Australian shares ended a three-day losing streak to close at a one-month high on Thursday, as confirmation of U.S.-Chin
Australian shares ended a three-day losing streak to close at a one-month high on Thursday, as confirmation of U.S.-China trade talks cheered investors, while soaring crude oil prices powered energy stocks.
The S&P/ASX 200 index closed up 0.9% at 6,613.2 points. The benchmark fell 0.3% on Wednesday.
Oil prices, which had risen more than 4% overnight and dipped slightly in early Asian trade, rebounded after China and the United States agreed to hold high-level trade talks in early October in Washington.
China's commerce ministry also said its trade team will consult with their U.S. counterparts in mid-September in preparation for the meeting.
Leadings gains on the benchmark index, energy stocks jumped 1.4%, with its biggest player Woodside Petroleum marking its best day in over 2 months, while engineering services provider WorleyParsons added 4.1%.
Financial stocks also provided a boost to the local benchmark, rising 1% to a more than three-week high. The country's "Big Four" banks gained between 0.7% and 1.1%.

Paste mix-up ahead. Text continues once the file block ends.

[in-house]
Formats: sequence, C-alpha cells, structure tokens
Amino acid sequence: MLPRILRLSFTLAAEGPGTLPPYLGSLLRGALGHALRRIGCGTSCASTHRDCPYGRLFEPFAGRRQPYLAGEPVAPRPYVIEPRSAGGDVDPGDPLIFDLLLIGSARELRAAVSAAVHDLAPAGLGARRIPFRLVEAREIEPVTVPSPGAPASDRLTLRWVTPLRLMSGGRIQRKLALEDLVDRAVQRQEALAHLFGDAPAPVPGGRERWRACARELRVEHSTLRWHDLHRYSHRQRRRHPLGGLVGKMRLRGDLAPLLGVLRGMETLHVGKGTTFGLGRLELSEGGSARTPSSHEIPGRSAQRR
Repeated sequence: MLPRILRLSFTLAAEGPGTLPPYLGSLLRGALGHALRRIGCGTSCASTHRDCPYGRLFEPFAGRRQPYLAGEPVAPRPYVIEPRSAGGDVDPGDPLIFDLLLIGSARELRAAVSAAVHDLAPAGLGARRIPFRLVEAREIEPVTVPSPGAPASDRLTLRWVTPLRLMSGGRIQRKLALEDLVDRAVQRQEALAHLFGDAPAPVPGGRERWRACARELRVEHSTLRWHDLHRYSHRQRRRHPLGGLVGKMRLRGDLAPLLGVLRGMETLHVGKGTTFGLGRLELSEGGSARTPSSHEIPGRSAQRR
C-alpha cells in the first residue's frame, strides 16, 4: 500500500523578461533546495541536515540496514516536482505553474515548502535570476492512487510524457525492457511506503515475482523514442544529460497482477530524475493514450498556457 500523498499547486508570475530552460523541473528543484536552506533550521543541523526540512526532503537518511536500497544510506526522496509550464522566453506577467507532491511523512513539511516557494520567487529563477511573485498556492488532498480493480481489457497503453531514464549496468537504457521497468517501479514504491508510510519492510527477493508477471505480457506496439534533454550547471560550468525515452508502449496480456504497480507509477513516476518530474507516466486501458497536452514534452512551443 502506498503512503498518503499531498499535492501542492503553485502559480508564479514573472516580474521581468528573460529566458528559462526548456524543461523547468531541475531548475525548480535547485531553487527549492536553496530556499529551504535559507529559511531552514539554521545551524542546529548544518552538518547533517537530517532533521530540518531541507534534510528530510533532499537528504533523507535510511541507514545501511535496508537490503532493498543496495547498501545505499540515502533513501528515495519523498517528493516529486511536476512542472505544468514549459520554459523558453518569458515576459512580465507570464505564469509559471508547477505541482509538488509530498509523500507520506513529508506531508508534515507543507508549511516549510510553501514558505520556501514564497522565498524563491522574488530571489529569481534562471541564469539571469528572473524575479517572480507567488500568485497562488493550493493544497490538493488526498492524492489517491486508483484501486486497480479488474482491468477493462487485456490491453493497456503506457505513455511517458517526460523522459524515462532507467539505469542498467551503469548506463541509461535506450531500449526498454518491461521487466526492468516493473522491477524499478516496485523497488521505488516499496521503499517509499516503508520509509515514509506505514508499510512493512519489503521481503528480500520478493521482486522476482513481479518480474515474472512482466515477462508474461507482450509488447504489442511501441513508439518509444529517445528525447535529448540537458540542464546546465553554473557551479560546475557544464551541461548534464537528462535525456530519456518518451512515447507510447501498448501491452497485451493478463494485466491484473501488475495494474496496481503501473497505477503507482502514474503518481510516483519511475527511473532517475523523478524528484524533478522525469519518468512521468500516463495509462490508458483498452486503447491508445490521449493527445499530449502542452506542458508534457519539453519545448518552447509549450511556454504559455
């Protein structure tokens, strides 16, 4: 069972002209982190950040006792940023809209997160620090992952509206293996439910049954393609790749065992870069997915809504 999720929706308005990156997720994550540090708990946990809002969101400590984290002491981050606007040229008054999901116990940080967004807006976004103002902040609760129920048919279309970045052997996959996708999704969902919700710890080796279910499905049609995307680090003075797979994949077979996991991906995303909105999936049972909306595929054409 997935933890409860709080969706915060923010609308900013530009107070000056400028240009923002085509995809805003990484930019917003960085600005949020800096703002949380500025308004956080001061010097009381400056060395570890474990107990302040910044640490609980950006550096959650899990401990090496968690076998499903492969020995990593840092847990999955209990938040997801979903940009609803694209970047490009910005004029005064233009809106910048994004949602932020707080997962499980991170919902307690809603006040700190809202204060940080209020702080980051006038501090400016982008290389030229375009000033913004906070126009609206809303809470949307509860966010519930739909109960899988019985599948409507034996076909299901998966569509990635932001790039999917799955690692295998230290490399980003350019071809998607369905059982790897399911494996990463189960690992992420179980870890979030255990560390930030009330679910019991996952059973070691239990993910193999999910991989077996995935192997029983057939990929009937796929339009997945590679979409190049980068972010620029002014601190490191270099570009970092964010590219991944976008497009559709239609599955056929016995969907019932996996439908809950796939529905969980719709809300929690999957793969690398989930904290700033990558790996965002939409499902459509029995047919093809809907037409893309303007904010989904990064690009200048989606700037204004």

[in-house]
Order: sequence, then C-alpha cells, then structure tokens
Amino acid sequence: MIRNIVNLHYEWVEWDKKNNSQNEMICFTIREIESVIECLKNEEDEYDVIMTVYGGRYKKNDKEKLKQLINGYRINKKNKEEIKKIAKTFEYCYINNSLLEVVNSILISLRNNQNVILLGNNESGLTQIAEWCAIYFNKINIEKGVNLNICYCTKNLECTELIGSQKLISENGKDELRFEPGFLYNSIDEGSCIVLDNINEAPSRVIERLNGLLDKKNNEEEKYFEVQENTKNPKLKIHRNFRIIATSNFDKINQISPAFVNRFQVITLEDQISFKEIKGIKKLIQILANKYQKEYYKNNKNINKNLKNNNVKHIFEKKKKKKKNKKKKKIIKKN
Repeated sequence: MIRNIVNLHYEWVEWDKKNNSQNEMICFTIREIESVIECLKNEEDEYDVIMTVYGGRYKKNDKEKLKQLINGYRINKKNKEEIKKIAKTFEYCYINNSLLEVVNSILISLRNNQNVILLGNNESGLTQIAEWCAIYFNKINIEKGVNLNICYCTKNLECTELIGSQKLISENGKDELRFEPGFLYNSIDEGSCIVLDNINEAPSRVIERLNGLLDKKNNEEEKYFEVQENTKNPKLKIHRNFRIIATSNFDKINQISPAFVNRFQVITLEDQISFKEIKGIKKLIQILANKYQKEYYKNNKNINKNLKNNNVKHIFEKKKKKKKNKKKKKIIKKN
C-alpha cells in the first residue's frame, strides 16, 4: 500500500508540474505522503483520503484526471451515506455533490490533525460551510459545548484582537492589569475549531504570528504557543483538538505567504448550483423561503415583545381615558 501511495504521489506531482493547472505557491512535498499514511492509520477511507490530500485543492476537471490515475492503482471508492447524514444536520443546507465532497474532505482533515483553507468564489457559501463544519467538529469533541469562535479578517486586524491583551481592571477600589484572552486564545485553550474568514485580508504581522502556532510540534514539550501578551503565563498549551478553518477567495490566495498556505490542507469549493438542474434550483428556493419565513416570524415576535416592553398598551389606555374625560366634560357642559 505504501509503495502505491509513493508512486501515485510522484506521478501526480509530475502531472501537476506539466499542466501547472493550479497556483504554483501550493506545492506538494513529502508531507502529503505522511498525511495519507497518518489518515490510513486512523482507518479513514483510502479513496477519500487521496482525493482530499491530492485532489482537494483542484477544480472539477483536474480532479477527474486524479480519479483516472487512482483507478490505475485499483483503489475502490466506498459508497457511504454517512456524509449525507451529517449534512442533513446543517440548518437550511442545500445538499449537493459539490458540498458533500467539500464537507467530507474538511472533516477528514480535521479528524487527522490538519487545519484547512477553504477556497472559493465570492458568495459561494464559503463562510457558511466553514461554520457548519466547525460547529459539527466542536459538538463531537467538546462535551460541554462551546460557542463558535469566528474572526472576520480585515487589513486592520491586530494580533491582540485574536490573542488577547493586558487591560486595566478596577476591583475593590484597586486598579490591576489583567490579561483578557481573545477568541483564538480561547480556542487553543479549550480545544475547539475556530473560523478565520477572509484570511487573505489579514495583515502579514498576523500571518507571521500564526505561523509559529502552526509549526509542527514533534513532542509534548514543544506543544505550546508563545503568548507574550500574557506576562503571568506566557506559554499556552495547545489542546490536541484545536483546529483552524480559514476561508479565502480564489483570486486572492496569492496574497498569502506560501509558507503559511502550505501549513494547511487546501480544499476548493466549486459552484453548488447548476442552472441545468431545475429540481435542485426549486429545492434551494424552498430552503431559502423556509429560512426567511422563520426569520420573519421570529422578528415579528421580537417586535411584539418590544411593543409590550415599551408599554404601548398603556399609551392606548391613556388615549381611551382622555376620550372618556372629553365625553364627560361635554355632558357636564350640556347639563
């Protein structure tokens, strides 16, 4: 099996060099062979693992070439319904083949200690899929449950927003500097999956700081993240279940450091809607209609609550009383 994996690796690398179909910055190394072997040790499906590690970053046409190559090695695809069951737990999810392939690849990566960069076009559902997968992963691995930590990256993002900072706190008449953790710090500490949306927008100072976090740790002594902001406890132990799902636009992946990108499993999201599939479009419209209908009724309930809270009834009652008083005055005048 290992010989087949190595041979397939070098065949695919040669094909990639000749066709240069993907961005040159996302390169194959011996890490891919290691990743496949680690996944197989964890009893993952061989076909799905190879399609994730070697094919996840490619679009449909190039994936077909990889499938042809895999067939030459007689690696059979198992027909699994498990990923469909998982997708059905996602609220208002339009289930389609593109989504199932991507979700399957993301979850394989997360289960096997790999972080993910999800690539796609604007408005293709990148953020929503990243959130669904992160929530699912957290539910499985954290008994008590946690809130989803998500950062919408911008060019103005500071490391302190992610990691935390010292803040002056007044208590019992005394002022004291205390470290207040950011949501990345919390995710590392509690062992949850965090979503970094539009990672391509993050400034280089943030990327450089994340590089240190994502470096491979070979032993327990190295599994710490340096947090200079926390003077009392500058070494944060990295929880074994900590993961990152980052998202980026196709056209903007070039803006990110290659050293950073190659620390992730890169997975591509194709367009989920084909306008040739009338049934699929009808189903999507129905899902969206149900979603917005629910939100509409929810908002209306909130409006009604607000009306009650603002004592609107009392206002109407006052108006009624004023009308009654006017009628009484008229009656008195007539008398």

But Australian-listed shares of British lender CYBG Plc slumped 20.3%, making it the top decliner on the benchmark index, after the company said it expected to increase provisions for legacy payment protection insurance costs.
The mining sector closed marginally higher as gains were capped by a 0.7% fall in shares of BHP Group, the mining sub-index's largest constituent and the country's biggest firm by market value, as it traded ex-dividend.
Amid an overall improvement is risk appetite, gold miners lost their sheen due to the reduced safe-haven demand for the precious metal.
Top gold miners Newcrest Mining and St Barbara shed 0.7% and 2.2%, respectively.
Across the Tasman Sea, New Zealand's benchmark S&P/NZX 50 index advanced 0.9% to finish at 11,106.67.
Electricity retailer Meridian Energy and Vital Healthcare Property Trust were the top performers on the benchmark, strengthening 3% each.